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Food Emergency in Sri Lanka

  • 07 Sep 2021
  • 5 min read

Why in News

Recently, Sri Lankan President, has declared an economic emergency to contain rising food prices, a depreciating currency, and rapidly depleting forex reserves.

  • The emergency was declared under the Public Security Ordinance on the supply of essential goods.

Key Points

  • Factors Responsible for Sri Lankan Economic Crisis:
    • Underperforming Tourism Industry: The tourism industry, which represents over 10% of the country’s Gross Domestic Product and brings in foreign exchange, has been hit hard by the coronavirus pandemic.
      • As a result, forex reserves have dropped from over $7.5 billion in 2019 to around $2.8 billion in July 2021.
    • Depreciating Currency: With the supply of foreign exchange drying up, the amount of money that Sri Lankans have had to shell out to purchase the foreign exchange necessary to import goods has risen.
      • Due to this, the value of the Sri Lankan rupee has depreciated by around 8% so far this year.
    • Rising Inflation: Sri Lanka depends heavily on imports to meet even its basic food supplies, such as sugar, dairy products, wheat, medical supplies.
      • So the price of food items has risen in tandem with the depreciating rupee.
    • Diminishing Inflow of Foregin Currency: The pandemic has affected all major sources of foreign exchange earnings like exports, worker remittances, etc.
    • Food Shortage: Sri Lankan Government’s recent decision to ban import of chemical fertilizers and adopt an “organic only” approach.
      • This overnight shift to organic fertilizers could impact food production severely.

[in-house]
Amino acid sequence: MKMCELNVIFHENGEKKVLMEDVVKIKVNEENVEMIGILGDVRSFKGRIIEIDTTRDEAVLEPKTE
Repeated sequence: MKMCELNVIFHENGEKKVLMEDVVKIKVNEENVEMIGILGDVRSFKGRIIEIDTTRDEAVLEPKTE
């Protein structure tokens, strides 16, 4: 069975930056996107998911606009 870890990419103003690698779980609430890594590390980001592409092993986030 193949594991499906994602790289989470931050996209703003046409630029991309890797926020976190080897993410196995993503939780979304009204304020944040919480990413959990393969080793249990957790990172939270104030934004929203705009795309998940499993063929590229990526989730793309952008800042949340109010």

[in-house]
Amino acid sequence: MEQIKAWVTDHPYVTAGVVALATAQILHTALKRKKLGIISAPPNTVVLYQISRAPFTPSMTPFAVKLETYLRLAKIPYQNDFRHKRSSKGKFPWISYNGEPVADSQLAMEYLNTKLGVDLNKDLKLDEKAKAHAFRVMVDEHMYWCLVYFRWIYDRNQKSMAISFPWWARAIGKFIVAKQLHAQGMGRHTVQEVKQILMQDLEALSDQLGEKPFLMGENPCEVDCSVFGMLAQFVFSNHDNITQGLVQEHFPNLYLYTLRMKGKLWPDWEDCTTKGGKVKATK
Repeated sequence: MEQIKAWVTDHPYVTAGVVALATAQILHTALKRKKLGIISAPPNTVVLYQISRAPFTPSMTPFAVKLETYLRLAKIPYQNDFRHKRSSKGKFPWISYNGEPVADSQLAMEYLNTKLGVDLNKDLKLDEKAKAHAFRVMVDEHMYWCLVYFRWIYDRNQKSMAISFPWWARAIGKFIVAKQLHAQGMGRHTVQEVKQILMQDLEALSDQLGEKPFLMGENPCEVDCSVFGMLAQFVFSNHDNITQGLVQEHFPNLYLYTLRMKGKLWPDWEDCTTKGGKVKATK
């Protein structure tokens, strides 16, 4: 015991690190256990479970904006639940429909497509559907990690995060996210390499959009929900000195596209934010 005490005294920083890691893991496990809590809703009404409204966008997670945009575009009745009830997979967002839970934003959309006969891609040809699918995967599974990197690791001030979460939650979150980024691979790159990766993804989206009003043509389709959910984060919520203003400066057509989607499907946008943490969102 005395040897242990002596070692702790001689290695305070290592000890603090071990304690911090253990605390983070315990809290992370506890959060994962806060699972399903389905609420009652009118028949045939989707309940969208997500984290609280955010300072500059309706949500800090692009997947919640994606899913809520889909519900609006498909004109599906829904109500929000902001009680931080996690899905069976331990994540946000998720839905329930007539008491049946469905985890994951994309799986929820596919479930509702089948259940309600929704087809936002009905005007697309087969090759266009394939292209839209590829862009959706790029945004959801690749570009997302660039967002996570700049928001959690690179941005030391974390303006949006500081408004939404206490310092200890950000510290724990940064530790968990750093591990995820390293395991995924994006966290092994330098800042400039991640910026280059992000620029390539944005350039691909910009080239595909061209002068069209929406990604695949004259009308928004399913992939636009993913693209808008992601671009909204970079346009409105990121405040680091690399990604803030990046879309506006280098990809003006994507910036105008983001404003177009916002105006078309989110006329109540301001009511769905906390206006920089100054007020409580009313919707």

• Measures Taken Under Emergency Crisis:
    • The emergency provisions allow the government to dictate retail prices for essential food items and seize stocks from traders.
    • The emergency law enables authorities to detain people without warrants, seize property, enter and search any premises, suspend laws and issue orders that cannot be questioned in court.
      • Further, officials who issue such orders are also immune from lawsuits.
    • The military will oversee the action which gives power to officials to ensure that essential items are sold at government-guaranteed prices.
  • Criticism of the Move:
    • The danger is that given the present government’s propensity to stifle dissent, emergency regulations would be used to curb protests and other democratic action.
    • Sri Lanka does not have a universal public distribution system or ration cards that can ensure essential goods reach all consumers.
      • The current regulations do not address its fundamental economic problem, and instead pose the risk of creating black market.
    • There are concerns over the increasing militarization of state institutions.
    • This economic emergency in Sri Lanka is very different from the Financial emergency under the Indian Constitution.

Financial Emergency under the Indian Constitution

  • Grounds of Declaration: Article 360 empowers the president to proclaim a Financial Emergency if he is satisfied that a situation has arisen due to which the financial stability or credit of India or any part of its territory is threatened.
  • Parliamentary Approval and Duration: A proclamation declaring financial emergency must be approved by both the Houses of Parliament within two months from the date of its issue.
    • Once approved by both the houses of Parliament, the Financial Emergency continues indefinitely till it is revoked.
  • Effects of Financial Emergency:
    • Extension of the executive authority of the Union over the financial matters of the States.
    • Reduction of salaries and allowances of all or any class of persons serving in the State.
    • Reservation of all money bills or other financial bills for the consideration of the President after they are passed by the legislature of the State.
    • Direction from the President for the reduction of salaries and allowances of all or any class of persons serving the Union; and the judges of the Supreme Court and the High Courts.

Source: TH

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